[Beginners] Toy examples/tutorials for exact inference on discrete variables?

Hi guys, this is my first time to learn ppl and my question may sound stupid. Much appreciation for any pointers or suggestions!

Throughout the official tutorial, I can’t find simple examples of exact inference on a graph with discrete variables (many have suggested HMM or GMM examples, but you need to know the model and many things like Poutine, AutoDelta to understand the code).

I do find some good discussions here, like

But I still don’t know how to write my own example (actually I try to modify them but I always fail with errors like “ValueError: Number of einsum subscripts must be equal to the number of operands.” ). For example, I failed to write a simple model including 4 binary variables x1, x2, x3, and z = x1 & x2 & x3 (logical and) and obtain the exact conditional probability P(z|x1=1) (I know this example doesn’t utilize observed samples and deep learning but I just want to know how I can do that).

I am also writing notes with “stupid” examples, and hope that it could help someone with little knowledge about ppl like me.

Hi @dreamerlzl, I am not sure if my answer is helpful when you have to use some utilities to compute such conditional probability. The benefit is it applies to more general models.

import torch
import pyro
import pyro.distributions as dist

def model(z=None, p1=0.3, p2=0.8, p3=0.4):
    x1 = pyro.sample('x1', dist.Bernoulli(p1))
    x2 = pyro.sample('x2', dist.Bernoulli(p2))
    pyro.sample('z', dist.Bernoulli((x1.bool() & x2.bool()) * p3), obs=z)

p_z_x1 = pyro.do(model, data={'x1': torch.tensor(1.)})
p_z_x1_enum = pyro.poutine.enum(p_z_x1, first_available_dim=-1)
trace = pyro.poutine.trace(p_z_x1_enum).get_trace(z=torch.tensor(0.))
log_prob_evaluate = pyro.infer.mcmc.util.TraceEinsumEvaluator(
    trace, has_enumerable_sites=True, max_plate_nesting=1)
print("p(z=0|x1=1):", log_prob_evaluate.log_prob(trace).exp())
trace1 = pyro.poutine.trace(p_z_x1_enum).get_trace(z=torch.tensor(1.))
print("p(z=1|x1=1):", log_prob_evaluate.log_prob(trace1).exp())

which outputs

p(z=0|x1=1): tensor(0.6800)
p(z=1|x1=1): tensor(0.3200)

Here are some notes that might make the implementation clearer:

  • I used pyro.do to compute conditional probability p(z|x1=1). If you want to compute joint probability p(z,x1=1), you just replace it with pyro.condition.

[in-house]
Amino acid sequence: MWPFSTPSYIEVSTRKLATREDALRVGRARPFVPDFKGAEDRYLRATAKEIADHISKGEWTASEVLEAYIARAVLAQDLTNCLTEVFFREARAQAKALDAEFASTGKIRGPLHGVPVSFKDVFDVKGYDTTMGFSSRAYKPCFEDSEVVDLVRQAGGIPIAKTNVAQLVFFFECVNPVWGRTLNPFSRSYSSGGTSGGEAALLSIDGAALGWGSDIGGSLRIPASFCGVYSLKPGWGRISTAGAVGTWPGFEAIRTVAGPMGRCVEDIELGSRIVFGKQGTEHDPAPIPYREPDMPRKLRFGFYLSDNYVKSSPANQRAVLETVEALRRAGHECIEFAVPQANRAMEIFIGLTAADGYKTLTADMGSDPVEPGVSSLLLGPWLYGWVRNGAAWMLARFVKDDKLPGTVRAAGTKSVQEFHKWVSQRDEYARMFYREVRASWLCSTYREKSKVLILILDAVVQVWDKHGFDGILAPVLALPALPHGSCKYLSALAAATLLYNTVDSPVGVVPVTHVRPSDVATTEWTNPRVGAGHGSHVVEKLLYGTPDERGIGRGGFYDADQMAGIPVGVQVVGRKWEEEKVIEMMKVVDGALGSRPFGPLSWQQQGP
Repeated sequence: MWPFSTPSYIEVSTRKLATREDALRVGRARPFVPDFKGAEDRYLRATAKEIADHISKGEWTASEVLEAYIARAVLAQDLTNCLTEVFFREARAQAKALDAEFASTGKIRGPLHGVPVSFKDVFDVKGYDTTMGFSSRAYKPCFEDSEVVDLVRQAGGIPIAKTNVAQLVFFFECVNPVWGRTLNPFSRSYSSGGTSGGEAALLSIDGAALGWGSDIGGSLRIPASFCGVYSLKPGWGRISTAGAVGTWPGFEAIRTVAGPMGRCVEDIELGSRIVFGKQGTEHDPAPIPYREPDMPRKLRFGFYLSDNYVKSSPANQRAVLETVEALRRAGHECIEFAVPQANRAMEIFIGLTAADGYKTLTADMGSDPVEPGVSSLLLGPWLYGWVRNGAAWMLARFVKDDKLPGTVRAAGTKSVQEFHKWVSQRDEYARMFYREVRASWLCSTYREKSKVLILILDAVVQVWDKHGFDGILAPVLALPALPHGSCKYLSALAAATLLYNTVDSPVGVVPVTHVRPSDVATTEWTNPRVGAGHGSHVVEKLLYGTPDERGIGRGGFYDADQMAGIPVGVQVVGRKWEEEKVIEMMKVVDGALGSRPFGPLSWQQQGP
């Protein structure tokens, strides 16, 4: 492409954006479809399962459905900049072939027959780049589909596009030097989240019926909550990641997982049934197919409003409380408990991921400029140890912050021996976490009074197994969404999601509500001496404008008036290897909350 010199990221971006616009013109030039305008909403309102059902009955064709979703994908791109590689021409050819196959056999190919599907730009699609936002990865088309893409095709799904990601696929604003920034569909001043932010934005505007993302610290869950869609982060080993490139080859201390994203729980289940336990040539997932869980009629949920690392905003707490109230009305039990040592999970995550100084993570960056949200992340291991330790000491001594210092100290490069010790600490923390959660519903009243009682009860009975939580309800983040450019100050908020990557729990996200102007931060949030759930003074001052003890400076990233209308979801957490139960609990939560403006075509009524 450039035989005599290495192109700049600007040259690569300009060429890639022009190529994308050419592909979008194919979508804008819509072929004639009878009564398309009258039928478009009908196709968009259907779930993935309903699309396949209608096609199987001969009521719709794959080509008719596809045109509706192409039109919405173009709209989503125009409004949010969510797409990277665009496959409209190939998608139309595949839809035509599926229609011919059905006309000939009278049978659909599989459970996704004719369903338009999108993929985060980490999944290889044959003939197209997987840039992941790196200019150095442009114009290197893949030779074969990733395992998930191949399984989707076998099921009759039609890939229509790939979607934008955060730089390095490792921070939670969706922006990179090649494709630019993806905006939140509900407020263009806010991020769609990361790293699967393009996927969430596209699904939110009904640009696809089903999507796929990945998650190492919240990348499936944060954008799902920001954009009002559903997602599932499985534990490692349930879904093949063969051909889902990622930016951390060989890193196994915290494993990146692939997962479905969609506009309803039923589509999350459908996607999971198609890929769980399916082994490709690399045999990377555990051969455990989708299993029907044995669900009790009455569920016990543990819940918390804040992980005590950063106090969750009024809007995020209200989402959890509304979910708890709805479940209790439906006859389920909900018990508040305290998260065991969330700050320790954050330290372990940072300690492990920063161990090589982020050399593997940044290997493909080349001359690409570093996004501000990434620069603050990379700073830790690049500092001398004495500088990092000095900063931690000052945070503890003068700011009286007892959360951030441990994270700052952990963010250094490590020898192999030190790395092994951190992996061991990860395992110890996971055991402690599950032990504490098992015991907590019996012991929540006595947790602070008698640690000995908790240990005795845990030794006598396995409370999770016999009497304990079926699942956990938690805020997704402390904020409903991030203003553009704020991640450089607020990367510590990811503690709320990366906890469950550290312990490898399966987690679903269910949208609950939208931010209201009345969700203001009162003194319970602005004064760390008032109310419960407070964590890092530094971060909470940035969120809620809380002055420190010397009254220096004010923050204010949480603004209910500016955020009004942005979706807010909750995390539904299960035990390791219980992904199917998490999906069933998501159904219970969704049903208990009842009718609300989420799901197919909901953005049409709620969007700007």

• config_enumerate is used to say that we want to enumerate the discrete sites, instead of drawing a single sample from those sites. Alternatively, you can add a keyword infer={'enumerate': 'parallel'} to each of those sites (this is more flexible because you can control which sites you want to enumerate). We wrap the model by poutine.enum to actually do such enumerate job (otherwise, those infer keywords will be ignored).
  • TraceEinsumEvaluator is used to compute the joint log_prob of a model trace. Alternatively, I think you can use TraceEnum_ELBO as in this answer

Please let me know if there is anything not clear to you.

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Pyro Dev @fehiepsi, thank you very much for the great example!
I know that my weak background in ppl makes me awkward during the learning of pyro, but your explanation helps a lot! I think I should first go to learn some basic ppl theory.

At your convenience, could you also give the example code to use TraceEnum_ELBO here? The interface looks pretty different and I fail to make my modification work here. Thank you.

Sure, here is TraceEnum_ELBO version (assuming you know that ELBO loss is negative of log_prob of the model with empty guide):

def guide(**kwargs):

elbo = pyro.infer.TraceEnum_ELBO(max_plate_nesting=0)
p_z_x1 = pyro.do(model, data={'x1': torch.tensor(1.)})
print("p(z=0|x1=1):", math.exp(-elbo.loss(p_z_x1, guide, z=torch.tensor(0.))))
print("p(z=0|x1=1):", math.exp(-elbo.loss(p_z_x1, guide, z=torch.tensor(1.))))

Again, thank you very much! This looks much more understandable for me.

This toy model might be helpful too.

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Yes it helps a lot! Thank you very much!